Russia-Ukraine crisis

Fighting rages in east Ukraine; Europe agrees extra military aid to Ukraine

Reuters
Fighting rages in east Ukraine; Europe agrees extra military aid to Ukraine

VOLODYMYR ZELENSKIY, Ukraine's President Volodymyr Zelenskiy attends an International Human Rights forum, amid Russia's attack on Ukraine, in Kyiv, Ukraine December 9, 2022.

Ukrainian Presidential Press Service/Handout via Reuters

(1ST UPDATE) 'We are constantly working with partners,' Ukraine Preisdent Volodymyr Zelenskiy says after talking to US President Joe Biden and the leaders of France and Turkey

KYIV, Ukraine – Russian forces pounded targets in eastern and southern Ukraine with missiles, drones and artillery, Ukraine’s General Staff said on Monday, December 12, while millions remained without power in subzero temperatures after further strikes on key infrastructure.

European Union foreign ministers agreed to put another 2 billion euros ($2.1 billion) into a fund that has been used to pay for military support for Ukraine, after it was largely depleted during almost 10 months of the war.

The EU ministers were also due to to discuss a ninth package of sanctions on Russia over its invasion of Ukraine, while Ukraine’s President Volodymyr Zelenskiy was set to address an online gathering of Group of Seven (G7) leaders about the war.

There are no peace talks and no end in sight to the deadliest conflict in Europe since World War Two, which Moscow describes as a “special military operation” and Ukraine and its allies call an unprovoked act of aggression.

Russia does not yet see a “constructive” approach from the United States on the Ukraine conflict, RIA news agency quoted Deputy Foreign Minister Sergei Vershinin as saying on Monday.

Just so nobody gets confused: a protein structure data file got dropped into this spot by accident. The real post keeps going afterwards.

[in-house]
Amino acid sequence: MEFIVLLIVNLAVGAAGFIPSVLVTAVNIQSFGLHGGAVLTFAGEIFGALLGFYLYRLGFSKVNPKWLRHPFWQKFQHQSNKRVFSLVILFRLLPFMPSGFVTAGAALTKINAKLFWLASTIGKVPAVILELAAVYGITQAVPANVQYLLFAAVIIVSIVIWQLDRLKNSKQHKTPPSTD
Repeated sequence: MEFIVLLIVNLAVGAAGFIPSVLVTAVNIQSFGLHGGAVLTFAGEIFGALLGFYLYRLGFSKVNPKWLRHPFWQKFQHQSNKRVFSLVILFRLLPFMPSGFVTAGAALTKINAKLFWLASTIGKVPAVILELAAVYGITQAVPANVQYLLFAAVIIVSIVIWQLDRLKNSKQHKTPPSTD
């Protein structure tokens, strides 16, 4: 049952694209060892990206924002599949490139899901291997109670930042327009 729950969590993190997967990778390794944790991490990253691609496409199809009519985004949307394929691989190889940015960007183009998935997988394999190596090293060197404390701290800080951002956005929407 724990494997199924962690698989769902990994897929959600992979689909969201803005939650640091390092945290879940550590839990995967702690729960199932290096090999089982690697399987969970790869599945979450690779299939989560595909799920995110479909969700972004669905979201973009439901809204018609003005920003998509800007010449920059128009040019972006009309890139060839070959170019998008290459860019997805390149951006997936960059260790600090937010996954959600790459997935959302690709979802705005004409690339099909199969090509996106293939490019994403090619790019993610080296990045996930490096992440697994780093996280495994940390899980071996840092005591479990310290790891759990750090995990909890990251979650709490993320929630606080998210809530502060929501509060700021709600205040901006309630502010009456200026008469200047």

US President Joe Biden told Zelenskiy on Sunday Washington was prioritizing efforts to boost Ukraine’s air defenses, the White House said. Zelenskiy said he had thanked Biden in the call for the “unprecedented defense and financial” help the United States has provided.

Asked about security guarantees that Moscow is seeking from NATO, Polish President Andrzej Duda said the alliance could guarantee that it would not treat Russia in the same way Russia is treating Ukraine.

Ukraine’s Black Sea port of Odesa on Monday resumed operations suspended after Russia used Iranian-made drones on Saturday to hit two energy facilities. Power is slowly being restored to some 1.5 million people, but the situation remains difficult, national grid operator Ukrenergo said on Monday.

Zelenskiy said other areas experiencing “very difficult” conditions with power supplies included the capital Kyiv and Kyiv region and four regions in western Ukraine and Dnipropetrovsk region in the center of the country.

The Kyiv region administration said 14 settlements there still had no power and 37 more were partially without power.

There were no reports of fresh strikes or blackouts overnight into Monday.

Heavy fighting

United Nations aid chief Martin Griffiths arrived in Ukraine on Monday to see “the impact of the humanitarian response and new challenges that have arisen as infrastructure damage mounts amid freezing winter temperatures”, his office said.